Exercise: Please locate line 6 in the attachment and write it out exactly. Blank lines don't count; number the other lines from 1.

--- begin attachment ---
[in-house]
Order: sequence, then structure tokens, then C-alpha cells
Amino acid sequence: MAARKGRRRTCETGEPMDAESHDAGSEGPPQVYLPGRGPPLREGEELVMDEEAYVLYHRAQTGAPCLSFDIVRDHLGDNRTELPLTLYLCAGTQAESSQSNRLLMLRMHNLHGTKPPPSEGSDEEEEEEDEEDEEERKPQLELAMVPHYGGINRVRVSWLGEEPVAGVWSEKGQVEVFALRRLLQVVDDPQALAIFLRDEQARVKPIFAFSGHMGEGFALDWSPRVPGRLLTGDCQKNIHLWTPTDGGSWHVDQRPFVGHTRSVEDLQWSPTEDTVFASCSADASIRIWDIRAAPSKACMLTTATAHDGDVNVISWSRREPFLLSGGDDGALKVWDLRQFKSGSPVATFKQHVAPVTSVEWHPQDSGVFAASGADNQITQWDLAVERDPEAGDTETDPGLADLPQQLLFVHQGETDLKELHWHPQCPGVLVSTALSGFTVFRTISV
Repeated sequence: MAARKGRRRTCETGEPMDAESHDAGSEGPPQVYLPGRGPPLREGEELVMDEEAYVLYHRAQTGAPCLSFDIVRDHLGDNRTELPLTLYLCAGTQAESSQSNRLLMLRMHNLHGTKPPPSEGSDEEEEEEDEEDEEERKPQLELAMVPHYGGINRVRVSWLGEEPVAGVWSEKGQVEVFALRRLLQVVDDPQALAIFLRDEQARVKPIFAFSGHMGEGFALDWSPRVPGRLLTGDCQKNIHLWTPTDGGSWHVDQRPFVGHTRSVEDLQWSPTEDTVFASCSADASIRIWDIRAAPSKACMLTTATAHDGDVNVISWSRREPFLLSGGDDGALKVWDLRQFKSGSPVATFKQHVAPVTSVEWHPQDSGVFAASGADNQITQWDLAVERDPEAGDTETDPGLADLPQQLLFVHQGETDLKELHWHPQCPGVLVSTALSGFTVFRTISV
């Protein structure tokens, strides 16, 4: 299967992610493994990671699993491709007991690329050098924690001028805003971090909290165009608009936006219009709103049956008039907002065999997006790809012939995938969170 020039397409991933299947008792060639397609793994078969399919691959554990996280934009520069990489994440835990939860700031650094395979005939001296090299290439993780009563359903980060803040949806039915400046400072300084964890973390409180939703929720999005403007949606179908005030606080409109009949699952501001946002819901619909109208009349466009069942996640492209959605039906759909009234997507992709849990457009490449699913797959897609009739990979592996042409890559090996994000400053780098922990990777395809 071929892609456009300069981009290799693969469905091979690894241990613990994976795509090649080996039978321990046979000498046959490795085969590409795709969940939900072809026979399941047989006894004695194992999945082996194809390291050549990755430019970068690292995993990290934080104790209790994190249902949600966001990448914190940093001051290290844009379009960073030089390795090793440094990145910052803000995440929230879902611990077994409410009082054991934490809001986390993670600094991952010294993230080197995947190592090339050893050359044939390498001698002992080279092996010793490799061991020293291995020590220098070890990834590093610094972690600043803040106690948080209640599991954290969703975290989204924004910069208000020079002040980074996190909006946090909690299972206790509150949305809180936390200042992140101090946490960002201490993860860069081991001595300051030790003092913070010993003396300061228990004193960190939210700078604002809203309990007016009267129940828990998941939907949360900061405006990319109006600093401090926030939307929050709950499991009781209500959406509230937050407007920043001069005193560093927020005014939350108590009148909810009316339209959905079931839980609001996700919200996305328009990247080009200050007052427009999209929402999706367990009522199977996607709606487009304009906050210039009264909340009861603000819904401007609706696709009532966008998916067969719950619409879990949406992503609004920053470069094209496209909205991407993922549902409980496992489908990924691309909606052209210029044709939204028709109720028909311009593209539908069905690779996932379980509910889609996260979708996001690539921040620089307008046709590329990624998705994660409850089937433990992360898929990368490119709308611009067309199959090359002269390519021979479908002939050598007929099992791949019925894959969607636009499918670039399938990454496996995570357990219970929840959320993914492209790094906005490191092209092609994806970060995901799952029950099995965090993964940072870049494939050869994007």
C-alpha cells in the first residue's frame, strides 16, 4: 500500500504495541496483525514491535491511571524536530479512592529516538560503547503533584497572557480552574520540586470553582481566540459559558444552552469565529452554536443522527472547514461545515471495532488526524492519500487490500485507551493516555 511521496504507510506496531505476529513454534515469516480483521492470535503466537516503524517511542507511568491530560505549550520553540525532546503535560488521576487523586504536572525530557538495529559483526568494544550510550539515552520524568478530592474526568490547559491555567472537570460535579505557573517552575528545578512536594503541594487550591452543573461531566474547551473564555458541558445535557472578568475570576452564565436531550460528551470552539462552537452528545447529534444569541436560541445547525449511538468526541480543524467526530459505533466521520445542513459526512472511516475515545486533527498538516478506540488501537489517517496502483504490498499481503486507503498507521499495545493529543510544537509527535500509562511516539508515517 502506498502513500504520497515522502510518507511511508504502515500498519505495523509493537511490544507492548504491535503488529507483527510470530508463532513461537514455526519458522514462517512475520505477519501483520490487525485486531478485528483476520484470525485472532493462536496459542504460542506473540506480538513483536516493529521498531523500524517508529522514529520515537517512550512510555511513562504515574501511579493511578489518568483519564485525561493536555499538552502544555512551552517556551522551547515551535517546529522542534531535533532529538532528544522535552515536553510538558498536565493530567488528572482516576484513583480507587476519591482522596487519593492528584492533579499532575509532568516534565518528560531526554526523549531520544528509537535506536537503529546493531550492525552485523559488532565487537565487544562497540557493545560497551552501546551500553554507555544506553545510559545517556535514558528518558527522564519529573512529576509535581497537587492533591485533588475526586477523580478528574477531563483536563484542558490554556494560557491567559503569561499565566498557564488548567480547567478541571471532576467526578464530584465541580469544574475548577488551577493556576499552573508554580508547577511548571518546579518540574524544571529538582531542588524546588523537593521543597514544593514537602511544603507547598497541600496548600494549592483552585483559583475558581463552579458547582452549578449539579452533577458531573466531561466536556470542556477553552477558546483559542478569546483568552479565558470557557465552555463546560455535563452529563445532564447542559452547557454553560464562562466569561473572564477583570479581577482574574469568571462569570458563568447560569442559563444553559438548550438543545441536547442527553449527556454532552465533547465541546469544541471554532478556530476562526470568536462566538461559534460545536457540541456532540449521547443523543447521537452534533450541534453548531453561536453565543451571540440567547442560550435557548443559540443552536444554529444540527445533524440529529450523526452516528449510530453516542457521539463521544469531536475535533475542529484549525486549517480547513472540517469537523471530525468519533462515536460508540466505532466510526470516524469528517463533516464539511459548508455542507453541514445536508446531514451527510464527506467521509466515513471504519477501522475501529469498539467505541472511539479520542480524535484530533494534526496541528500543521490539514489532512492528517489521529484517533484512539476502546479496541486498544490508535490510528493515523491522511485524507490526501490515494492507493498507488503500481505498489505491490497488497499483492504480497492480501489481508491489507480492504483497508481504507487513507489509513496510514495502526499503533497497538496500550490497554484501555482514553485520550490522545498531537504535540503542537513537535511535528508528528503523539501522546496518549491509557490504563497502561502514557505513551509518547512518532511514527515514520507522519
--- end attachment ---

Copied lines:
C-alpha cells in the first residue's frame, strides 16, 4: 500500500504495541496483525514491535491511571524536530479512592529516538560503547503533584497572557480552574520540586470553582481566540459559558444552552469565529452554536443522527472547514461545515471495532488526524492519500487490500485507551493516555 511521496504507510506496531505476529513454534515469516480483521492470535503466537516503524517511542507511568491530560505549550520553540525532546503535560488521576487523586504536572525530557538495529559483526568494544550510550539515552520524568478530592474526568490547559491555567472537570460535579505557573517552575528545578512536594503541594487550591452543573461531566474547551473564555458541558445535557472578568475570576452564565436531550460528551470552539462552537452528545447529534444569541436560541445547525449511538468526541480543524467526530459505533466521520445542513459526512472511516475515545486533527498538516478506540488501537489517517496502483504490498499481503486507503498507521499495545493529543510544537509527535500509562511516539508515517 502506498502513500504520497515522502510518507511511508504502515500498519505495523509493537511490544507492548504491535503488529507483527510470530508463532513461537514455526519458522514462517512475520505477519501483520490487525485486531478485528483476520484470525485472532493462536496459542504460542506473540506480538513483536516493529521498531523500524517508529522514529520515537517512550512510555511513562504515574501511579493511578489518568483519564485525561493536555499538552502544555512551552517556551522551547515551535517546529522542534531535533532529538532528544522535552515536553510538558498536565493530567488528572482516576484513583480507587476519591482522596487519593492528584492533579499532575509532568516534565518528560531526554526523549531520544528509537535506536537503529546493531550492525552485523559488532565487537565487544562497540557493545560497551552501546551500553554507555544506553545510559545517556535514558528518558527522564519529573512529576509535581497537587492533591485533588475526586477523580478528574477531563483536563484542558490554556494560557491567559503569561499565566498557564488548567480547567478541571471532576467526578464530584465541580469544574475548577488551577493556576499552573508554580508547577511548571518546579518540574524544571529538582531542588524546588523537593521543597514544593514537602511544603507547598497541600496548600494549592483552585483559583475558581463552579458547582452549578449539579452533577458531573466531561466536556470542556477553552477558546483559542478569546483568552479565558470557557465552555463546560455535563452529563445532564447542559452547557454553560464562562466569561473572564477583570479581577482574574469568571462569570458563568447560569442559563444553559438548550438543545441536547442527553449527556454532552465533547465541546469544541471554532478556530476562526470568536462566538461559534460545536457540541456532540449521547443523543447521537452534533450541534453548531453561536453565543451571540440567547442560550435557548443559540443552536444554529444540527445533524440529529450523526452516528449510530453516542457521539463521544469531536475535533475542529484549525486549517480547513472540517469537523471530525468519533462515536460508540466505532466510526470516524469528517463533516464539511459548508455542507453541514445536508446531514451527510464527506467521509466515513471504519477501522475501529469498539467505541472511539479520542480524535484530533494534526496541528500543521490539514489532512492528517489521529484517533484512539476502546479496541486498544490508535490510528493515523491522511485524507490526501490515494492507493498507488503500481505498489505491490497488497499483492504480497492480501489481508491489507480492504483497508481504507487513507489509513496510514495502526499503533497497538496500550490497554484501555482514553485520550490522545498531537504535540503542537513537535511535528508528528503523539501522546496518549491509557490504563497502561502514557505513551509518547512518532511514527515514520507522519